Introduction: Rustic Pumpkin Lantern

About: I like to design and build random things.

This triangular pumpkin lantern could be a nice addition to your Halloween décor. Basic woodworking skills are needed when working with the wood, as you can see in the directions that follow. To give the lantern an aged timeworn look, the rustic finish uses multiple layers of paint, rough sanding and then an outer layer of oak stain. A final coat of varnish/lacquer seals the finish. Since the pumpkin is made from wood, I would suggest using LED Tea lights for illumination. Then, set your pumpkin lantern out for all to enjoy!

Step 1: Tools/Materials


  • Table or Miter Saw
  • Jig Saw
  • Band Saw (Optional)
  • Drill & Bits
  • Nail Gun
  • Sander
  • Ruler
  • Pen/Pencil


  • 2x4 x 4 inches
  • 1x12 x 6 feet
  • Nails
  • Wood Glue
  • Yellow Paint
  • Orange Paint
  • Green Paint
  • Black Paint
  • Stain
  • Lacquer

Step 2: Top Level

You will be building to this drawing. The parts are color coded for easy reference.

Step 3: Sides

Cut three 3/4" thick boards to 18” x 10”. I used a table saw for these cuts. You will chamfer the edges later.

Step 4: Top / Bottom

Cut the top and bottom as shown. I used a miter saw for these cuts.

Step 5: Stem

The stem was made from a scrap 2x4. Use a jig or band saw for the rounded cuts.

Step 6: Face

The face design is arbitrary. I chose the 'mad pumpkin' version for the build. Depending on your preferences, I have provided two versions of the drawing. The first is dimensioned. The second can be scaled to fit your pumpkin. If you choose to latter, tape or glue it to the pumpkin for a template for the cuts.

Step 7: Drawing Face

To draw the face on the board, I used the dimensioned version and a french curve to connect the dots. A large jar was used to draw the mouth.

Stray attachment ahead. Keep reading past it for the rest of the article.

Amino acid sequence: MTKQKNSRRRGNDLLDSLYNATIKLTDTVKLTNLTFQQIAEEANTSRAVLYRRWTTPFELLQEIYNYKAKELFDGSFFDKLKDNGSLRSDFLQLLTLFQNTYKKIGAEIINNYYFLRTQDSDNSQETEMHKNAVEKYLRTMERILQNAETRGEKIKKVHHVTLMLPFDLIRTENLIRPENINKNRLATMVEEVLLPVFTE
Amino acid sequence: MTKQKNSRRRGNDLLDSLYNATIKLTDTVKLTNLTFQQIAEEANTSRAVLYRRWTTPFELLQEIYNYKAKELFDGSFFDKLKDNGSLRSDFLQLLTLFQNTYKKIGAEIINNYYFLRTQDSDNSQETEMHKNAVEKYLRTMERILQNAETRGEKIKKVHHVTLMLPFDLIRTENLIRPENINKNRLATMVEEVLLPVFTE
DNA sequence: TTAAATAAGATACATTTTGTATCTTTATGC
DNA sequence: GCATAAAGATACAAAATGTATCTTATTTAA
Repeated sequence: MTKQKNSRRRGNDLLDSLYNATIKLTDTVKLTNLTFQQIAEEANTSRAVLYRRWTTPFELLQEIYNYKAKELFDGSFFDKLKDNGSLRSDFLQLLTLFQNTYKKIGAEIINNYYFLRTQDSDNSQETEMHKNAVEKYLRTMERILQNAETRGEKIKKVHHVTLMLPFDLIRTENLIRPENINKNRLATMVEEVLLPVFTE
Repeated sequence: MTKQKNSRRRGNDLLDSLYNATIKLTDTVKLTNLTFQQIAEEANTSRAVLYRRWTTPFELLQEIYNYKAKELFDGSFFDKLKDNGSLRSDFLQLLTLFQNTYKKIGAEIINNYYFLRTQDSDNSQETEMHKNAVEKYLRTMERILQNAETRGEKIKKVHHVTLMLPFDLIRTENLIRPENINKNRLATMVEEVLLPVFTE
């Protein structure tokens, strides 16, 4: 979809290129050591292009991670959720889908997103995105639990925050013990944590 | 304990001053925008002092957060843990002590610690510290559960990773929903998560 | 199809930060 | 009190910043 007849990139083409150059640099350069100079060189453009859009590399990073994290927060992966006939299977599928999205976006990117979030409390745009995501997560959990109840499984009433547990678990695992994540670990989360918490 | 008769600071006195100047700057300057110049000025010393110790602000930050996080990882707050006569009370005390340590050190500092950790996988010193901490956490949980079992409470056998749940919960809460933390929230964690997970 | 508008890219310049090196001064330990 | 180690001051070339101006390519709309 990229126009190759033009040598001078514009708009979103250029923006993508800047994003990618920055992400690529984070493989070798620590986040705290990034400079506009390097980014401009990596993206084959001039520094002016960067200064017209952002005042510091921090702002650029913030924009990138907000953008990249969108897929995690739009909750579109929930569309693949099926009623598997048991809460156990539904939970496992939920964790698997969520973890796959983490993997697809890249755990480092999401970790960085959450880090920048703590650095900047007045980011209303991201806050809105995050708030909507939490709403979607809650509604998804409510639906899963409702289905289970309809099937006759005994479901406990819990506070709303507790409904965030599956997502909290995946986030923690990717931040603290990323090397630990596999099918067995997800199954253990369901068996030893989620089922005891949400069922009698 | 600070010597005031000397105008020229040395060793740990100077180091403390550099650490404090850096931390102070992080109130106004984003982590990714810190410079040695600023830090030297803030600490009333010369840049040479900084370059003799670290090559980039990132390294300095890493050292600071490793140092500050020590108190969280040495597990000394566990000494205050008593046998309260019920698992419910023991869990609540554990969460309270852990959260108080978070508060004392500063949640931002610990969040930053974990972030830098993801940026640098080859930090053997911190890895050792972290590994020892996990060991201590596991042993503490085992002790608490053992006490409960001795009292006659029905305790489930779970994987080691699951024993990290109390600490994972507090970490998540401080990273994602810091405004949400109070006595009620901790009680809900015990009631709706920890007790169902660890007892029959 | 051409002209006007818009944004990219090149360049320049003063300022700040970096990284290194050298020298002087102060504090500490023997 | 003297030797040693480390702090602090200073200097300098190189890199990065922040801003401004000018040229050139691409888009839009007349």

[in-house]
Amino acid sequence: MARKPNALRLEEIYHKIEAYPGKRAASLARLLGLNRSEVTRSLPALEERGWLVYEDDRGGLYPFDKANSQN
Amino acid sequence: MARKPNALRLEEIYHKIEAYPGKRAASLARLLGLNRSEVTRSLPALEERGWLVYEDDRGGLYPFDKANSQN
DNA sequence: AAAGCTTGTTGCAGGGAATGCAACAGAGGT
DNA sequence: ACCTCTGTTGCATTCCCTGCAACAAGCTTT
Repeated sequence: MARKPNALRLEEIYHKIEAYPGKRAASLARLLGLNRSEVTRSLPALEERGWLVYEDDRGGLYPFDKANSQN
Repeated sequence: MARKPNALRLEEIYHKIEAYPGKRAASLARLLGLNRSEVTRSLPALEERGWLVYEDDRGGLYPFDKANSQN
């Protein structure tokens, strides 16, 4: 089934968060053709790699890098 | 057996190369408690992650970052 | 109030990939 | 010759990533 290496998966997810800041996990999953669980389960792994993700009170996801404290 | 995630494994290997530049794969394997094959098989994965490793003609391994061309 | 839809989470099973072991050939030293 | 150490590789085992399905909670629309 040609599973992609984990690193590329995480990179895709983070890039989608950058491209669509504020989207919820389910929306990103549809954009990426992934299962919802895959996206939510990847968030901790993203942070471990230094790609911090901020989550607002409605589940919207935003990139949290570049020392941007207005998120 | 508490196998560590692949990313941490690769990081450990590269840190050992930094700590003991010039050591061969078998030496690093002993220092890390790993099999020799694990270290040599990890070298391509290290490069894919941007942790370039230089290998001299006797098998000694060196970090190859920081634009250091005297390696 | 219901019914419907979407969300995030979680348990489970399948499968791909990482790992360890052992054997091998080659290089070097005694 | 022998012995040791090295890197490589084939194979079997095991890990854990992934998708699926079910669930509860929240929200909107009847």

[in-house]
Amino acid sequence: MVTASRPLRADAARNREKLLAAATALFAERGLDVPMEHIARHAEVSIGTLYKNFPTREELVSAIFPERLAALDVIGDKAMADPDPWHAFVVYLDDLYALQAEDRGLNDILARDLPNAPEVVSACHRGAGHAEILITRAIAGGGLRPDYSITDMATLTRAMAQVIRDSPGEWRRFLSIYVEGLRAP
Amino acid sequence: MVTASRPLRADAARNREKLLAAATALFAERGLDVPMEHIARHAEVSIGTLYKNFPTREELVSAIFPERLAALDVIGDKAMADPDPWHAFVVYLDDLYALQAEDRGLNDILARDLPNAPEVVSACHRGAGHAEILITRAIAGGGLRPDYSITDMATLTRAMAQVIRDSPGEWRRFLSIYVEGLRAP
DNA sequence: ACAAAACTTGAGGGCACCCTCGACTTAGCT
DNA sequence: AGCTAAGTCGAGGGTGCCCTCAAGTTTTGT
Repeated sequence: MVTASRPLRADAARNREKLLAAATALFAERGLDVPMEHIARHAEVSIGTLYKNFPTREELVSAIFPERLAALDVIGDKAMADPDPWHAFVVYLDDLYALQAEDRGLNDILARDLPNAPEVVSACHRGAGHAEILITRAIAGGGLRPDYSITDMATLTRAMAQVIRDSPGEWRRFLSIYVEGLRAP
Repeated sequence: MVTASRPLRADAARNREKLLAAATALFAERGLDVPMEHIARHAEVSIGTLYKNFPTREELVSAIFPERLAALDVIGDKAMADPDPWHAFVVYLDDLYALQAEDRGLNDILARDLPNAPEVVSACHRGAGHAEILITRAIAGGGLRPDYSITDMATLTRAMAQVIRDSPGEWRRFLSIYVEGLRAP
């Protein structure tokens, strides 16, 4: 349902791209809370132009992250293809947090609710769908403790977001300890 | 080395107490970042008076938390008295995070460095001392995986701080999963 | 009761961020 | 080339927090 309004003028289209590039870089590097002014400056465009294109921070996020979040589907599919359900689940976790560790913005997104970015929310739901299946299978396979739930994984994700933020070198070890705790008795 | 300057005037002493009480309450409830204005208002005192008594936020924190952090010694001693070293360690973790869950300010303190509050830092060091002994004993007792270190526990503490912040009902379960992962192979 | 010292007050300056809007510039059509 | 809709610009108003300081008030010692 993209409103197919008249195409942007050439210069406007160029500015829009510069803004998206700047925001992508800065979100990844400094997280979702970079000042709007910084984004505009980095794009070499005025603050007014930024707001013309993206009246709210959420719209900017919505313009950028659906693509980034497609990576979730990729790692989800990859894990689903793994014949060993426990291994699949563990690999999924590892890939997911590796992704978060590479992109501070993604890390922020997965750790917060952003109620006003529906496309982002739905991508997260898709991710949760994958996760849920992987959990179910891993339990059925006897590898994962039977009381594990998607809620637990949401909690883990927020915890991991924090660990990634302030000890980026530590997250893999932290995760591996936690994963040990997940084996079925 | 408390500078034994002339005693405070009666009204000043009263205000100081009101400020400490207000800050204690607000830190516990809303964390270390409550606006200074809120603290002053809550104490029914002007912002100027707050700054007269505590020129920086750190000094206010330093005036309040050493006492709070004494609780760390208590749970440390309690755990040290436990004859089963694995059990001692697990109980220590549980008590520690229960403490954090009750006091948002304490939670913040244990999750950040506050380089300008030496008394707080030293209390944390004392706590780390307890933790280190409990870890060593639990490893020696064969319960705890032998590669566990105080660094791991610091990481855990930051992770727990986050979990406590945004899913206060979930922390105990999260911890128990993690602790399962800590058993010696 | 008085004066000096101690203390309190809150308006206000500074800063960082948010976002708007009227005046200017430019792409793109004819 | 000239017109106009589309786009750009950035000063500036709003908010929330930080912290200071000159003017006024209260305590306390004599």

Step 8: Cutting the Holes - Step 1

Use a drill to create starter holes for the eyes, nose and mouth.

Step 9: Cutting the Holes - Step 2

Insert jig saw into starter holes and follow the template shape.

Step 10: Chamfer Edges

Chamfer the long edges to 30 degree angles. I used a table saw for this cut.

Step 11: Attach Side

Attach the sides together with a nail gun and glue.

Step 12: Attach Bottom

Add the bottom with nails and glue

Step 13: Add Final Side

Use nails and glue for the final side. Note that I showed this sequence since I had the pictures in CAD. I actually put the three sides together before adding the bottom.

Step 14: Lid

Attach the stem to the top with a wood screw and glue. I also added lid alignment blocks made from the excess material.

Step 15: Sand

At this point, you might want to try to fill any gaps in the triangular sections with wood filler. After that dries, sand the entire pumpkin to break the sharp edges.

Step 16: Paint - Step 1

For the finish, the rustic look is achieved through a multi-step process. First, apply a thin coat of yellow paint. Its OK if some wood still shows.

Step 17: Paint - Step 2

Apply a thin coat of pumpkin orange paint over the top of the yellow. For an antique look, add a drop or two of black paint to about 1/4 cup of the orange paint. A tiny bit goes a long way. Some yellow can show through.

Step 18: Paint - Step 3

Paint the stem green.

Step 19: Paint - Step 4

Give all the parts a rough sanding. The yellow will show more and there will be bits of wood showing.

Step 20: Paint - Step 5

Apply oak stain over the all the parts. The stain will soak into the bare wood. Wipe off excess stain. Let the lantern dry before adding the lacquer. To seal the finish after staining, add laquer using a paint brush.

Step 21: Paint - Step 6

As a final touch, I spray painted the inside yellow to brighten up the facial features during the daytime.

Step 22: Final Product (Daytime)

Here is the lantern for autumn decorations during the day.

Step 23: Final Product (Night W/Lights)

Night time brings out the beauty of the season!

Halloween Decor Contest 2015

Participated in the
Halloween Decor Contest 2015